What's that smell? New York museum calls it art

NEW YORK — The nose rarely figures in the sensory experience of a museum visitor. That is about to change at one New York City museum.
The Center of Olfactory Art, dedicated to scent as an art form. was launched at the Museum of Arts and Design this month.
The center's first exhibition, "The Art of Scent, 1889-2011" which will open next November, will examine the reformulation and innovation of olfactory works by some of history's best-known perfumers through 10 seminal scents.
An audio guide, narrated by Chandler Burr, former fragrance critic of The New York Times, will explain the context in which they were created. Each perfume will be identified only by artist and year to allow visitors to appreciate each as an independent work.
And do not expect fancy fragrance bottles, brand perfumes, design graphics and packaging to be part of the exhibit.
Visitors to "The Art of Scent" will experience each fragrance along a 6-foot-wide path that will follow the curvature of the gallery wall where buttons on a specially designed atomizing machine will release "the work of art."
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"What we're going to be able to do ... with the center is place scent directly in the mainstream of art history and demonstrate that it is the equal of paintings, sculpture, architecture and all other artistic media," said Burr, hired by the museum as its — and America's — first curator of olfactory art.
More a curatorial department within the museum than a separate entity, the museum created the new center because "scent is a really interesting part of the world of design," museum director Holly Hotchner told The Associated Press.
It fits the institution's DNA as a "sensuous, sensory-orientated museum" where patrons can touch and feel many of the objects. And of course, smell is as much a part of the senses," she added.
With the center's launch, the arts and design museum is the only one to study fragrance as art. A museum in Grasse, France, focuses on the history of perfume, and another perfume museum in Madrid "is entirely about bottles," said Burr, who is also the scent editor at GQ magazine and the author of two books on scent.
Among the featured perfumes is Jicky, one of the first to use nonorganic ingredients and pave the way to the modern era of fragrances. Designed in 1889 by Aime Guerlain, Burr called it "the first work of modern perfume art ... and the first major perfume to use synthetic molecules that freed the scent artist from nature."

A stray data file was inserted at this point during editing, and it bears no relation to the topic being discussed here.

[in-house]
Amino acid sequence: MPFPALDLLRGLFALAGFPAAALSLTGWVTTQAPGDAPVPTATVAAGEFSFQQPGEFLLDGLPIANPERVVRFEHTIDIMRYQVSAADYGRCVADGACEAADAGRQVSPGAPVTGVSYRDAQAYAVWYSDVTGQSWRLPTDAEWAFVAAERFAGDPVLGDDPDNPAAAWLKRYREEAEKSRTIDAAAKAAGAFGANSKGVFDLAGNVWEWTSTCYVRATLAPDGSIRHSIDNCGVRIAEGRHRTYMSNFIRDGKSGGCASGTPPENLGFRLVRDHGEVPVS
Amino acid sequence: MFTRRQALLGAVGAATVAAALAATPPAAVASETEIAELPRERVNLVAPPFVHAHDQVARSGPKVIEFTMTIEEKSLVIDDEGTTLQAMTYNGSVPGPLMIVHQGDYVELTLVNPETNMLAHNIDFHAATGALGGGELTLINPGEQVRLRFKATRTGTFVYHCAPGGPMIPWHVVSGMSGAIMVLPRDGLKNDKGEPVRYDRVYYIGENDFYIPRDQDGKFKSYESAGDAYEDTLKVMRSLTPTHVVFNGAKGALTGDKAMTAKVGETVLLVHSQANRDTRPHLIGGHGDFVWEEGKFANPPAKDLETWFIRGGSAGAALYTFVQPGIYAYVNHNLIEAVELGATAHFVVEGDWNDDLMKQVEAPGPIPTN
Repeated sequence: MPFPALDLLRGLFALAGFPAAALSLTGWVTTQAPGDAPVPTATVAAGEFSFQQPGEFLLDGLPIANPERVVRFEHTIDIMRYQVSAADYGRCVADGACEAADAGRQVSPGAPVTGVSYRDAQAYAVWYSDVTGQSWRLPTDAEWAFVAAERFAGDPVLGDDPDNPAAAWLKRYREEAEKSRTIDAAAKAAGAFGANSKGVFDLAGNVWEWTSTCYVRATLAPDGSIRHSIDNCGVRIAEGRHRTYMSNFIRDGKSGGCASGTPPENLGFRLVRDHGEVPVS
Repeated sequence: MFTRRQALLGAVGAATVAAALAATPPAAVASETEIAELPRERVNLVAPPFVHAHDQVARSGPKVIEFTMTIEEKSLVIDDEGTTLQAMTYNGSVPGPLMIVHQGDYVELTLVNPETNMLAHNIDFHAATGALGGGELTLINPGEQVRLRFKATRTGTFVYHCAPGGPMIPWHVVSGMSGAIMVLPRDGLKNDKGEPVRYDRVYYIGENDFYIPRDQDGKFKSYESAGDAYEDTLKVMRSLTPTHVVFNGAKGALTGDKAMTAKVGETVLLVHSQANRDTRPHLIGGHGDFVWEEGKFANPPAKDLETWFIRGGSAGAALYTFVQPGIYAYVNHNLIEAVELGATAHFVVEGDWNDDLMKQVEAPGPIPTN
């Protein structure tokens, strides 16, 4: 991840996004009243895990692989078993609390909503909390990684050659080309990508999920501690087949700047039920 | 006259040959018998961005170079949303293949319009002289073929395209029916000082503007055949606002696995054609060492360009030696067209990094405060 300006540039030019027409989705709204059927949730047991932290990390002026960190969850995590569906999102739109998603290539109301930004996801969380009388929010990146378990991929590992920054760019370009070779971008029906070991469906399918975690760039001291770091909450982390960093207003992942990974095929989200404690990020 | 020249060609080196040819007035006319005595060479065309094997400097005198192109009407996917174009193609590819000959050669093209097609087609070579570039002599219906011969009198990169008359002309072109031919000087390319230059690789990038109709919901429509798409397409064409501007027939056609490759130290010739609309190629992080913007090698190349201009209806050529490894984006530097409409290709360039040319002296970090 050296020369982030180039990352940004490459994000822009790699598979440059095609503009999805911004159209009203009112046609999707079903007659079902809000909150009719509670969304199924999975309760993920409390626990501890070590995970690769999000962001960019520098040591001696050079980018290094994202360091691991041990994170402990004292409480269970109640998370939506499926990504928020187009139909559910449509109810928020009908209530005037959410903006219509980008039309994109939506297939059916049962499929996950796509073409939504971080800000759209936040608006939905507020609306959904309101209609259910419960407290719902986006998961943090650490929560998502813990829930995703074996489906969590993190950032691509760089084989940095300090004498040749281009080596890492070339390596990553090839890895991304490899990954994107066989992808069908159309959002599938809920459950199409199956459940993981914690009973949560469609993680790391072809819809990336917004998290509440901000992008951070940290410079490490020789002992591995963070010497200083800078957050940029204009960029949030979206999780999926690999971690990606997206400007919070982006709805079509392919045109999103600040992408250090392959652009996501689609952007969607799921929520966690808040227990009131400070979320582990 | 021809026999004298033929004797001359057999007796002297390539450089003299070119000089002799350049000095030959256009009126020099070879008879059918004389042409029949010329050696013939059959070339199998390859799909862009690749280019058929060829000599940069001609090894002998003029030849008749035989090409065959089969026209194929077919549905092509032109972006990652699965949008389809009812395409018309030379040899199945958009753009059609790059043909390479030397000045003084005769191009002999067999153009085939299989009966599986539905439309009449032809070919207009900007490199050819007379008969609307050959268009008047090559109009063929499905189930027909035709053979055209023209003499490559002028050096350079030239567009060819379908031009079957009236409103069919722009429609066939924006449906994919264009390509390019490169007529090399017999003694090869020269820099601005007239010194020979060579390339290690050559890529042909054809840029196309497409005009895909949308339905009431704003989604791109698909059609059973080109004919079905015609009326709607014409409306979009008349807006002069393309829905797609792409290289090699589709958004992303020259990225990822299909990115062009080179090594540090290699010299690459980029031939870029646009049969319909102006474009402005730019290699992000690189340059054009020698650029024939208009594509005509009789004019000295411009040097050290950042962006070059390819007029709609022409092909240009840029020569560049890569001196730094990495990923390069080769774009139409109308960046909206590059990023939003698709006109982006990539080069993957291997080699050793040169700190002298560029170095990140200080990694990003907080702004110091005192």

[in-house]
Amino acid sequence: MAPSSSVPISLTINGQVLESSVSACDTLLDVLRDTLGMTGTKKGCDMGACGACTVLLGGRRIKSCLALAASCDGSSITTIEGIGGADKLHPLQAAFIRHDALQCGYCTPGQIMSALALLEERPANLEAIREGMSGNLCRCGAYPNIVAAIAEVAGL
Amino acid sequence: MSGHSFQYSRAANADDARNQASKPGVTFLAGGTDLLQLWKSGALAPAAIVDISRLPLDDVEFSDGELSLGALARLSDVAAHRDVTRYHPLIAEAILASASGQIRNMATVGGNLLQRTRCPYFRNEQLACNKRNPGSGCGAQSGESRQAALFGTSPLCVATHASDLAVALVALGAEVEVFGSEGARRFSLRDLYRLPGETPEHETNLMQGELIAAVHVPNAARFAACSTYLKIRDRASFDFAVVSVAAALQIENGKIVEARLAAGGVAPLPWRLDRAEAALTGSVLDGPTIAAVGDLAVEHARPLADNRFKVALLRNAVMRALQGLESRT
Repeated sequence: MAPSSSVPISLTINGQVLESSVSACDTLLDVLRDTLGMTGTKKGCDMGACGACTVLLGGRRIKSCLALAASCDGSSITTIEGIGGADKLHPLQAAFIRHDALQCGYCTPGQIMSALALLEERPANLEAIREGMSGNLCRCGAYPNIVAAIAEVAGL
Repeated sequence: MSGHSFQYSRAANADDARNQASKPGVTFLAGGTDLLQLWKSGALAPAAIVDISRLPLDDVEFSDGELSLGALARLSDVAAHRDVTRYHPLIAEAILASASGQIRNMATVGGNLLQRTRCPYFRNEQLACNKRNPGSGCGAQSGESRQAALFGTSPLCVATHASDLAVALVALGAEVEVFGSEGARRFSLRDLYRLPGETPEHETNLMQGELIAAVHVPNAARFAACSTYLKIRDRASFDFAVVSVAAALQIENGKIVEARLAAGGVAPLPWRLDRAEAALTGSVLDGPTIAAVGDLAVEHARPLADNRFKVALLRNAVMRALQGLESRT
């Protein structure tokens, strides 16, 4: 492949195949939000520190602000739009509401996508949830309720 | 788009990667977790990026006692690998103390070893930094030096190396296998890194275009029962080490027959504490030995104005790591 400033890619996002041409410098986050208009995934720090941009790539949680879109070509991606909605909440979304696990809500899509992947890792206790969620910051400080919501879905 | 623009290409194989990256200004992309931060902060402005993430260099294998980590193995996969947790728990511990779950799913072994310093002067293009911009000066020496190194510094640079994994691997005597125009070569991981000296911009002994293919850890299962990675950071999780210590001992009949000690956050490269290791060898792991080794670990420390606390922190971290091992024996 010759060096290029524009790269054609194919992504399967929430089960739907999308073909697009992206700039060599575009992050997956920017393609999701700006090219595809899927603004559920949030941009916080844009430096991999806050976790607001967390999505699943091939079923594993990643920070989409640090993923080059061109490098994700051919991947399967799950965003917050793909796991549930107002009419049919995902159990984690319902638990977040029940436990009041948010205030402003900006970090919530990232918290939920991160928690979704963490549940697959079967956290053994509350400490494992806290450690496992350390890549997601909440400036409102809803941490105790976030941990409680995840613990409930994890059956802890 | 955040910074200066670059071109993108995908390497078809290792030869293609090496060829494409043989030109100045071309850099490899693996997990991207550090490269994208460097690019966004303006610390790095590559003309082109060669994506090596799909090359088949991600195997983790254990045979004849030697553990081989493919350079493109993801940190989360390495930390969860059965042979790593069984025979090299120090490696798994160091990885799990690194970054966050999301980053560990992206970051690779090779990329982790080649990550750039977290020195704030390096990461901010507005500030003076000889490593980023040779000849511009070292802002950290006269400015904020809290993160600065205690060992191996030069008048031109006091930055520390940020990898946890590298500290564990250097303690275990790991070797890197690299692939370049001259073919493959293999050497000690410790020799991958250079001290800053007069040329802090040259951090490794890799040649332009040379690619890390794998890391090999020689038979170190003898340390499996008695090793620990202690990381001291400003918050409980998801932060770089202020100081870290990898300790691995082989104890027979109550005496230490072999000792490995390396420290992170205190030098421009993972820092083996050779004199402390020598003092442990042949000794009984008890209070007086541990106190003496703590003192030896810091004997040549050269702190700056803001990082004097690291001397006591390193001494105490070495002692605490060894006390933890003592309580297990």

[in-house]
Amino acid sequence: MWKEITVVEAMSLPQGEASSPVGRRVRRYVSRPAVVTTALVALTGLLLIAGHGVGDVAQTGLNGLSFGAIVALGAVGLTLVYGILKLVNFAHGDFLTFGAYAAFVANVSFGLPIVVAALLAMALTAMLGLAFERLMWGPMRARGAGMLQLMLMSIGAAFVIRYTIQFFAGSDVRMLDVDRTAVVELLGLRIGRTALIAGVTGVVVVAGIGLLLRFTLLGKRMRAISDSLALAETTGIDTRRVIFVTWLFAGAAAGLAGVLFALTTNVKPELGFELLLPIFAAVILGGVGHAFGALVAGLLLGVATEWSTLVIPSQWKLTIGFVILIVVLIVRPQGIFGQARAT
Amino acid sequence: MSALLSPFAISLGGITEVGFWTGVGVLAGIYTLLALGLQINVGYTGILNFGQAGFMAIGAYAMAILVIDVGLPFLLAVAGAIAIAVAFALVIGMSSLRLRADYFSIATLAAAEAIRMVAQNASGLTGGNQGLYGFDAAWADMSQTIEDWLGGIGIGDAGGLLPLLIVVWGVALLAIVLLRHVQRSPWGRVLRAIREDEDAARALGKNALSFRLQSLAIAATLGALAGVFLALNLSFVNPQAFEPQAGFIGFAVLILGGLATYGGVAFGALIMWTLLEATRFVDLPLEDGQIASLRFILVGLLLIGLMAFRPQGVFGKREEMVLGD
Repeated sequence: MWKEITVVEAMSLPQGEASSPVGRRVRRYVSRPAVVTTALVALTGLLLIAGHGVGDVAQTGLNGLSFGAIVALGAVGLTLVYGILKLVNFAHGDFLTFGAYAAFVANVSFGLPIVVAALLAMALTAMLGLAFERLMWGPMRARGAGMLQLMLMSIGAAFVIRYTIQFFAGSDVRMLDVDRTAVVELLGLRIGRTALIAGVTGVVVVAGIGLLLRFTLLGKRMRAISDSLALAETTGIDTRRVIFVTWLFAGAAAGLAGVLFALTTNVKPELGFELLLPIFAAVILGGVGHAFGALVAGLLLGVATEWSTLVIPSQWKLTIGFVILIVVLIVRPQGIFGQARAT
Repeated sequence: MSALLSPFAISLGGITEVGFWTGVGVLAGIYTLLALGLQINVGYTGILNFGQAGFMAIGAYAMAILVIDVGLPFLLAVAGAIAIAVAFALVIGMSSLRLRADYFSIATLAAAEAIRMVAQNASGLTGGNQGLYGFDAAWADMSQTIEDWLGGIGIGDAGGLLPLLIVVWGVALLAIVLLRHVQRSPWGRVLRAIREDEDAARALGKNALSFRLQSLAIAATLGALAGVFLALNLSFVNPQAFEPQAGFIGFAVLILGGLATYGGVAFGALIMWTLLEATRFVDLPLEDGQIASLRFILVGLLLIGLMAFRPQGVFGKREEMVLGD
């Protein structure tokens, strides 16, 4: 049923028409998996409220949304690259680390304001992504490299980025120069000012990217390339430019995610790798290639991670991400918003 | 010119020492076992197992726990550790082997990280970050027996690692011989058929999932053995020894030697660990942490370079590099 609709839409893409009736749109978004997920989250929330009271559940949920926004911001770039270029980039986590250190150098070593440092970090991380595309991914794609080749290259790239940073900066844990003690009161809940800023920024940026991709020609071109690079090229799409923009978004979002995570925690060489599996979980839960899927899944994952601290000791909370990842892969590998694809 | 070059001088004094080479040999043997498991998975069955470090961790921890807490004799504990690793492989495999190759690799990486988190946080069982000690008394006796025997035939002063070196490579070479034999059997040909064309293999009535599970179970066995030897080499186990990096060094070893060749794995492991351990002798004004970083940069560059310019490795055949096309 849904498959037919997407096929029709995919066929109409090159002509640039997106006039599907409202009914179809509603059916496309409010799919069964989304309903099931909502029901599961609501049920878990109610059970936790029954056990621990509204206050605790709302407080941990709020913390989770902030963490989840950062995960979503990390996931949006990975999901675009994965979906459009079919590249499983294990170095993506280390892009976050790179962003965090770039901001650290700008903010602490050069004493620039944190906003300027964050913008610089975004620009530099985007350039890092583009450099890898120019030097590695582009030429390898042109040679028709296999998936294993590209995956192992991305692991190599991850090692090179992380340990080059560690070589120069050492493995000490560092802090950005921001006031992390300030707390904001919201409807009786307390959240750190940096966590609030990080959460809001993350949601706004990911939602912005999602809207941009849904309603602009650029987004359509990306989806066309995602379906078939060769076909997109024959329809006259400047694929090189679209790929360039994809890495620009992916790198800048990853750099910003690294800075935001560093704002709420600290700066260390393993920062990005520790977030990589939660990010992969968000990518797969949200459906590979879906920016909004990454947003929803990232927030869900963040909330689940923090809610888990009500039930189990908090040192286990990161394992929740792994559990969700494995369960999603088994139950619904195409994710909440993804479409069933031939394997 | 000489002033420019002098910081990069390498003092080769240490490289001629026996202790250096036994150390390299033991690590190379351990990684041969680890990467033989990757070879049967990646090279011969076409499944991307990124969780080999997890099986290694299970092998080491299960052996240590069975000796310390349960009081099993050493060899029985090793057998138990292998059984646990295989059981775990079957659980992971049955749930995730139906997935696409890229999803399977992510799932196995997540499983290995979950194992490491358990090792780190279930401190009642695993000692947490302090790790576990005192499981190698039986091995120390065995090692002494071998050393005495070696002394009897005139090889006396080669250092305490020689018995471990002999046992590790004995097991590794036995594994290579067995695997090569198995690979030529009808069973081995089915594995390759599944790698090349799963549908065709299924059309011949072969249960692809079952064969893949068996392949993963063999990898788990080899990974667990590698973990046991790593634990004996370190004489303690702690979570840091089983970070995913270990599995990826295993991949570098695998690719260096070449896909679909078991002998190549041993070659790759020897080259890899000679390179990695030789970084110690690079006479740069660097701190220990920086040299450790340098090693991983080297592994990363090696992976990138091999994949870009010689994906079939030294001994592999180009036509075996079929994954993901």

"Jicky is one of the great neoclassicist, romanticist works of olfactory art of the late 19th century," he said. "It's an expression in this artistic medium of exactly the same aesthetic concern and intellectual concern and the artistic style used by (Jean-Auguste-Dominique) Ingres in painting and used in music by (Frederic) Chopin."
Scent artists or perfumers, colloquially known as "The Nose," are fragrance composers or painters. Among the masters featured in the exhibition will be Jean-Claude Ellena, whom Burr called "one of the most important artists alive in this medium."
"He is intentionally wiping away any reference to nature, effacing and erasing natural landmarks. He is doing work that is cutting edge in its forcing us to experience and rethink works of olfactory art," he added.
Other leading perfumers whose work will be shown include Olivier Cresp, creator of Angel, and Alberto Morillas and Annie Buzantian, whose Pleasures made the use of a carbon dioxide extraction that is considered a major technological advance in the art of perfume-making.
A pivotal role of the center also will be to present public programs, including informal discussions with scent artists and perfume industry executives talking "about the tension between olfactory works of art and perfume as product," said Burr.
Future shows will include a retrospective on Ellena's work; a technology exhibit demonstrating the use of synthetic molecules in perfume making; one on the raw materials that constitute fragrances such as Ugandan vanilla and Peruvian pink peppercorn. Many of the exhibitions will travel to other museums, Burr said.
The new center also will have an artist in residence program in which perfumers will work and be observed in MAD's artist studios creating new fragrances over a period of several months.
Because most people don't associate perfume with art, Hotchner said, the center will introduce them to the creative work of "very serious, very talented and very sought-after designers who are artists who create scent and have for hundreds of years."